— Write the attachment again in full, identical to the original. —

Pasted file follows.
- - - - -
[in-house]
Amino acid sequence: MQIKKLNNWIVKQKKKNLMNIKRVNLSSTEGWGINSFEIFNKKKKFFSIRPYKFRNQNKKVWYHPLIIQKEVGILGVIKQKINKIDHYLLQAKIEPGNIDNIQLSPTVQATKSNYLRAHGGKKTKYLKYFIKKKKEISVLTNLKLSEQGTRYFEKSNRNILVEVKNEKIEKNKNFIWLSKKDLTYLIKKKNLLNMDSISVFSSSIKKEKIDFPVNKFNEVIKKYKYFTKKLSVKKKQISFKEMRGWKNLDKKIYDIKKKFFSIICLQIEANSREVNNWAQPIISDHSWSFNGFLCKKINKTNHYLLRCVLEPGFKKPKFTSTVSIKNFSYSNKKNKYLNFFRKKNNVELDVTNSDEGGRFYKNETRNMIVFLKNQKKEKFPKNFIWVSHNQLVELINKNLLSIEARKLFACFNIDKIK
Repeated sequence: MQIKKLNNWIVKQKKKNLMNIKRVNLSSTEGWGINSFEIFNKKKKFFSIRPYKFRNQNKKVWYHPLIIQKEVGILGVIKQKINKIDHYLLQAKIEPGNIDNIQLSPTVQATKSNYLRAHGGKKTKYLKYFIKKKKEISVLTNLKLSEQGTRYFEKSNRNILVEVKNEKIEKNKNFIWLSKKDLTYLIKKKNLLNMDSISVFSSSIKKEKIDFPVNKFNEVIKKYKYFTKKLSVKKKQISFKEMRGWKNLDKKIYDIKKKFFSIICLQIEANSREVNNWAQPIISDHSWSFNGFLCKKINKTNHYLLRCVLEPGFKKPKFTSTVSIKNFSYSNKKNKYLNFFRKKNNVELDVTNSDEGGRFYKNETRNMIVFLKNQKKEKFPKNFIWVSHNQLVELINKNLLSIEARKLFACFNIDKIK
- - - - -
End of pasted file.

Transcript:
[in-house]
Amino acid sequence: MQIKKLNNWIVKQKKKNLMNIKRVNLSSTEGWGINSFEIFNKKKKFFSIRPYKFRNQNKKVWYHPLIIQKEVGILGVIKQKINKIDHYLLQAKIEPGNIDNIQLSPTVQATKSNYLRAHGGKKTKYLKYFIKKKKEISVLTNLKLSEQGTRYFEKSNRNILVEVKNEKIEKNKNFIWLSKKDLTYLIKKKNLLNMDSISVFSSSIKKEKIDFPVNKFNEVIKKYKYFTKKLSVKKKQISFKEMRGWKNLDKKIYDIKKKFFSIICLQIEANSREVNNWAQPIISDHSWSFNGFLCKKINKTNHYLLRCVLEPGFKKPKFTSTVSIKNFSYSNKKNKYLNFFRKKNNVELDVTNSDEGGRFYKNETRNMIVFLKNQKKEKFPKNFIWVSHNQLVELINKNLLSIEARKLFACFNIDKIK
Repeated sequence: MQIKKLNNWIVKQKKKNLMNIKRVNLSSTEGWGINSFEIFNKKKKFFSIRPYKFRNQNKKVWYHPLIIQKEVGILGVIKQKINKIDHYLLQAKIEPGNIDNIQLSPTVQATKSNYLRAHGGKKTKYLKYFIKKKKEISVLTNLKLSEQGTRYFEKSNRNILVEVKNEKIEKNKNFIWLSKKDLTYLIKKKNLLNMDSISVFSSSIKKEKIDFPVNKFNEVIKKYKYFTKKLSVKKKQISFKEMRGWKNLDKKIYDIKKKFFSIICLQIEANSREVNNWAQPIISDHSWSFNGFLCKKINKTNHYLLRCVLEPGFKKPKFTSTVSIKNFSYSNKKNKYLNFFRKKNNVELDVTNSDEGGRFYKNETRNMIVFLKNQKKEKFPKNFIWVSHNQLVELINKNLLSIEARKLFACFNIDKIK